YTS.mx is one one of the most-used torrent sites on the internet, serving millions of visitors every day.
The site can be used without registering an account. However, those who sign up get some extra features, such as an option to bookmark titles.
These added benefits can be handy but registering an account with a pirate site is not without risk. Early last year the operators of YTS signed a settlement agreement with several movies studios, which put many of the site’s users at risk.
YTS User Database
The settlement ensured that YTS could continue to operate. However, the operator agreed to share details from the YTS userbase, including IP-addresses, email addresses, and download histories. This provided the movie companies with evidence for follow-up lawsuits against these users.
The film companies, including the makers of “London Has Fallen”, “Rambo V”, and “Dallas Buyers Club”, didn’t stop there. Over the past months, they went after VPN providers and hosting companies as well.
These third-party services are directly or indirectly liable for piracy, the filmmakers argue, because their networks and infrastructure are used by people to pirate movies. And despite sending many copyright infringement notices, these services failed to take meaningful action in response.
Movie Companies Sue Datacamp
A few days ago the movie companies filed a new lawsuit at a federal court in Virginia, accusing UK-based company Datacamp Limited of copyright infringement. Datacamp operated under the CDN77 and DataPacket brands, and reportedly offers its services to several VPN providers.
The complaint lists ten unnamed VPN services and “Doe” defendants and the movie companies hope to find out their names through this lawsuit.
“DOE 1-10 promote their VPN service as a tool that can be used to pirate copyright protected content without getting caught,” the complaint reads, adding that the VPNs “partner with notorious movie piracy websites to promote their VPN service as an essential tool for movie piracy.”
Meanwhile, Datacamp is accused of contributory copyright infringement, as it failed to terminate the accounts of these VPN services after repeated warnings. These allegations are similar to the ones we have seen in cases against Leaseweb, Sharktech, and other hosting companies.
YTS Account with “Hacked’ Email
The YTS database also shows up as evidence again. And in this case, that leads to a noteworthy finding we haven’t seen before.
The movie companies previously sued Indiana resident Mr. Byranski after they found his email address in the YTS user database. The YTS database linked this user to an IP-address that’s registered to Datacamp, presumably through one of the company’s VPN customers.
Mr. Byranski, however, denied any wrongdoing and testified that he didn’t use a VPN service, nor did he download the pirated movies.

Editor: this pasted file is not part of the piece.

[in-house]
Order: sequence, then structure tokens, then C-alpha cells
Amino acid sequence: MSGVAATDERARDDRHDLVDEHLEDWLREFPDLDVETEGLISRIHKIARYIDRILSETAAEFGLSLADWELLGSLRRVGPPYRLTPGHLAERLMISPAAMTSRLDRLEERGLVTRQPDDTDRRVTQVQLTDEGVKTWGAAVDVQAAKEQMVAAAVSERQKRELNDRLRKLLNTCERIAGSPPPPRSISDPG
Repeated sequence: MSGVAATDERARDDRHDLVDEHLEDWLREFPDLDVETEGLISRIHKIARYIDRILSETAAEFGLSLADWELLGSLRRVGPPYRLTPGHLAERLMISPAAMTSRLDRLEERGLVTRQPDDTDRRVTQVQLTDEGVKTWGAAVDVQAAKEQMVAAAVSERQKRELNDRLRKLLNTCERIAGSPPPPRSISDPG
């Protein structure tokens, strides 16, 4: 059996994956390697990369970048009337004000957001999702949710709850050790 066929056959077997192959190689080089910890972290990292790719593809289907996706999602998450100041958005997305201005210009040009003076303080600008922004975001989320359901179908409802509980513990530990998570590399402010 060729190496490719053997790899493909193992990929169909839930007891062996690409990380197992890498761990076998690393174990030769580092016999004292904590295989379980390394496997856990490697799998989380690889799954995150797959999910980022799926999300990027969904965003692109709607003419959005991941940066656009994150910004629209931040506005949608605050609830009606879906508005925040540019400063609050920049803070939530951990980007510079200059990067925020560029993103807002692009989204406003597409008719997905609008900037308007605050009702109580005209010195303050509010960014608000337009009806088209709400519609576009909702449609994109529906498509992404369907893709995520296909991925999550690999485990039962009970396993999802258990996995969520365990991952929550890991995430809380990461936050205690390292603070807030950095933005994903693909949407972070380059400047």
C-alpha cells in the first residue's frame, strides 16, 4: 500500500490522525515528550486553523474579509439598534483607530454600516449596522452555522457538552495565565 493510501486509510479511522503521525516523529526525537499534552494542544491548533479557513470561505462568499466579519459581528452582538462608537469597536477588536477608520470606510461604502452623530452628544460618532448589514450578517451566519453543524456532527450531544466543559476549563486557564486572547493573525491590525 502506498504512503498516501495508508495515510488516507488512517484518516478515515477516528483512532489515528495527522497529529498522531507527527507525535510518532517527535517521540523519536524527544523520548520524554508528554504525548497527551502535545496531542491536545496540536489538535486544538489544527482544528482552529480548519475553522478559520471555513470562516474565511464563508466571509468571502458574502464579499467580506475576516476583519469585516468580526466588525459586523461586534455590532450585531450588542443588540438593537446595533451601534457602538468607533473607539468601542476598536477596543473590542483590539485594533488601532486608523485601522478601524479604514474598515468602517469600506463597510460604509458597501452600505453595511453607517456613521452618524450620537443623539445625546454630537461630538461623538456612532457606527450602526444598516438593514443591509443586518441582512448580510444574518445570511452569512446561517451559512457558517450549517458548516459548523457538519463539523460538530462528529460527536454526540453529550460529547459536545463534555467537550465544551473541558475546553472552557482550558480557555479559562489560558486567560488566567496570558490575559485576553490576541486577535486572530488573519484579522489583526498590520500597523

Apparently, Mr. Byranski’s email address was “hacked” around the same time and $12,000 was stolen from his PayPal account. This leads the movie studios to suggest that the hacker could have used the same email to sign up with YTS too.
“Some of these YTS users [use] the VPN service of DataCamp’s subscribers to unlawfully access ‘hack’ into the accounts of third parties, use their email addresses to register for an account with the YTS website and pirate movies, and unlawfully access bank accounts of the third parties,” the complaint reads.
No Hacking Skills Needed
In reality, there are no hacking skills required to use a third-party email address to sign up with YTS. Everyone can use a random email to register an account, as the YTS website doesn’t require users to verify their addresses.
The movie companies eventually dismissed their copyright infringement claims against Mr. Byranski, but not before securing a formal declaration that puts pressure on Datacamp.
Similar to the film companies, Mr. Byranski stated that it would have been better if Datacamp had taken action after receiving multiple copyright infringement notices.
“I wish Datacamp Limited had taken action against the subscriber at this IP address in response to those notices so that possibly the damages I have suffered from this hacking, including being accused of copyright infringement could have been prevented,” the declaration reads.
Mr. Byranski received a full refund from Paypal and the copyright infringement claims were dropped as well. Instead, the filmmakers now use his declaration as ammunition in the Datacamp lawsuit.
Damages, Blocking, and More
Datacamp has yet to respond to the allegations. The company stands accused of contributory and vicarious copyright infringement, among other things, and faces over a million dollars in potential damages.
Similar to the other lawsuits against VPN services and hosting providers, the film companies also ask for far-reaching measures in the form of an injunction.
Among other things, they ask the court to issue an order requiring the hosting company to block ports 6881-6889, which are commonly used for BitTorrent traffic. In addition, the company should block its customers from accessing pirate sites such as YTS, The Pirate Bay, Rarbg, and 1337x.
A copy of the complaint the film companies filed against Datacamp Limited at the Eastern District of Virginia is available here (pdf).